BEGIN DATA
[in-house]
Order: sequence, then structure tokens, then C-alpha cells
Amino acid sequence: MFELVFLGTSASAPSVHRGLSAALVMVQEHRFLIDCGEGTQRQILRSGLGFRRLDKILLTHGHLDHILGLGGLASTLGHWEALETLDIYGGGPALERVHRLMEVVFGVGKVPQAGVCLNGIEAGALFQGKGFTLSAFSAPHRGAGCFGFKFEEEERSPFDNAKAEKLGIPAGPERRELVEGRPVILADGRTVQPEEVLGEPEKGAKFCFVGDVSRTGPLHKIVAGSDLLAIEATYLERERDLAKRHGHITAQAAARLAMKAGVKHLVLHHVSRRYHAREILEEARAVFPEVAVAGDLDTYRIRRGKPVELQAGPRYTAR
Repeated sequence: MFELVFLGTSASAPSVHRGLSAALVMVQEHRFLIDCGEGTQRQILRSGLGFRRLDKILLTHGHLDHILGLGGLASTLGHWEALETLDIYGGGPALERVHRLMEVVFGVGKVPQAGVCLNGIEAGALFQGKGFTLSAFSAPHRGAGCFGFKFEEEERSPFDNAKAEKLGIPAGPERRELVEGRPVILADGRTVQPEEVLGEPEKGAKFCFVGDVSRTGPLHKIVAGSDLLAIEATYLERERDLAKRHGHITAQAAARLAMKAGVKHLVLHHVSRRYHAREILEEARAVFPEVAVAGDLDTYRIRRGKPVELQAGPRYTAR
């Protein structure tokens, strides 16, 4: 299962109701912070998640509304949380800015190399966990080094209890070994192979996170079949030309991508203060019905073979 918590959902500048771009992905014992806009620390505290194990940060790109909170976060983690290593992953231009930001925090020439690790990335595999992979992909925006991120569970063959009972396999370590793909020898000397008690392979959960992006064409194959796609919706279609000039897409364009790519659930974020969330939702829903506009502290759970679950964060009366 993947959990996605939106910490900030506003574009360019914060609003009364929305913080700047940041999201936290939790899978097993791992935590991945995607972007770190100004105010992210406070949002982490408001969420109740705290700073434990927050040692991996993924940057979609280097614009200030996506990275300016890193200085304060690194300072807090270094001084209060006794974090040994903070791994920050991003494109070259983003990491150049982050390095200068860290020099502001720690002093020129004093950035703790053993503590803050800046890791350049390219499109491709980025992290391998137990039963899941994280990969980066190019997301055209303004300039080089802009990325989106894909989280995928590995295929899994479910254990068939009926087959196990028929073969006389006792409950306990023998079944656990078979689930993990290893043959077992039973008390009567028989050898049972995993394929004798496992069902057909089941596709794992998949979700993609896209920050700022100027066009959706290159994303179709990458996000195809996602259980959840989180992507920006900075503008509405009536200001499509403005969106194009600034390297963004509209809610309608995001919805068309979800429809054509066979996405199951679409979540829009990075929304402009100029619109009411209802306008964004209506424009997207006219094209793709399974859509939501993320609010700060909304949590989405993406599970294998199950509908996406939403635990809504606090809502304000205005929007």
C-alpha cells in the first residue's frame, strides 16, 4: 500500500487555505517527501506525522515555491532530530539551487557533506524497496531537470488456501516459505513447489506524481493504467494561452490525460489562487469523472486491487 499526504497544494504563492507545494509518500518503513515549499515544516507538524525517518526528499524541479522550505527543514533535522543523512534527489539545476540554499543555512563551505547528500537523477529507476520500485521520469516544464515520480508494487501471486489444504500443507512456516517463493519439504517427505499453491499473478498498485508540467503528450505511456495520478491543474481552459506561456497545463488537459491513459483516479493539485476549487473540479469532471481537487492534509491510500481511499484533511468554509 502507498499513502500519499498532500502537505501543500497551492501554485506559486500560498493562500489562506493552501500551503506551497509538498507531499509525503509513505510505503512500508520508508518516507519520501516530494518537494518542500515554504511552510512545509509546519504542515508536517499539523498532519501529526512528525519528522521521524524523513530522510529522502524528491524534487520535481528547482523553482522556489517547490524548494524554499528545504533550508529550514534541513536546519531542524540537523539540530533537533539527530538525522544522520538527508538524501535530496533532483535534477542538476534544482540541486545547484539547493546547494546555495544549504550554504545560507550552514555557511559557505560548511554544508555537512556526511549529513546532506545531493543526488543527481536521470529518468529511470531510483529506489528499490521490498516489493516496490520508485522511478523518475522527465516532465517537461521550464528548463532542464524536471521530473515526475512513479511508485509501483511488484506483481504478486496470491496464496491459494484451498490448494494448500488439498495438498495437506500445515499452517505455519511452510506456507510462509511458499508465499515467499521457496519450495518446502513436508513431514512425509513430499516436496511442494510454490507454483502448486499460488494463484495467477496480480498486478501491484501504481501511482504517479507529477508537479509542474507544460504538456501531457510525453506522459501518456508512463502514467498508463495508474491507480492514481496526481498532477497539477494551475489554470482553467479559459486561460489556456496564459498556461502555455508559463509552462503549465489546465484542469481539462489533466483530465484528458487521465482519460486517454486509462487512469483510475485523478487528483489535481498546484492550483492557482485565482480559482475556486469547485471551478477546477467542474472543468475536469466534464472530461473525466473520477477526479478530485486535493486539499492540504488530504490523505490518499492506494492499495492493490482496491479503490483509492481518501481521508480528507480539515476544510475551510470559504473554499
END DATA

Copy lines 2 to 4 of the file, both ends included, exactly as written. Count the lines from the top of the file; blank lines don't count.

Order: sequence, then structure tokens, then C-alpha cells
Amino acid sequence: MFELVFLGTSASAPSVHRGLSAALVMVQEHRFLIDCGEGTQRQILRSGLGFRRLDKILLTHGHLDHILGLGGLASTLGHWEALETLDIYGGGPALERVHRLMEVVFGVGKVPQAGVCLNGIEAGALFQGKGFTLSAFSAPHRGAGCFGFKFEEEERSPFDNAKAEKLGIPAGPERRELVEGRPVILADGRTVQPEEVLGEPEKGAKFCFVGDVSRTGPLHKIVAGSDLLAIEATYLERERDLAKRHGHITAQAAARLAMKAGVKHLVLHHVSRRYHAREILEEARAVFPEVAVAGDLDTYRIRRGKPVELQAGPRYTAR
Repeated sequence: MFELVFLGTSASAPSVHRGLSAALVMVQEHRFLIDCGEGTQRQILRSGLGFRRLDKILLTHGHLDHILGLGGLASTLGHWEALETLDIYGGGPALERVHRLMEVVFGVGKVPQAGVCLNGIEAGALFQGKGFTLSAFSAPHRGAGCFGFKFEEEERSPFDNAKAEKLGIPAGPERRELVEGRPVILADGRTVQPEEVLGEPEKGAKFCFVGDVSRTGPLHKIVAGSDLLAIEATYLERERDLAKRHGHITAQAAARLAMKAGVKHLVLHHVSRRYHAREILEEARAVFPEVAVAGDLDTYRIRRGKPVELQAGPRYTAR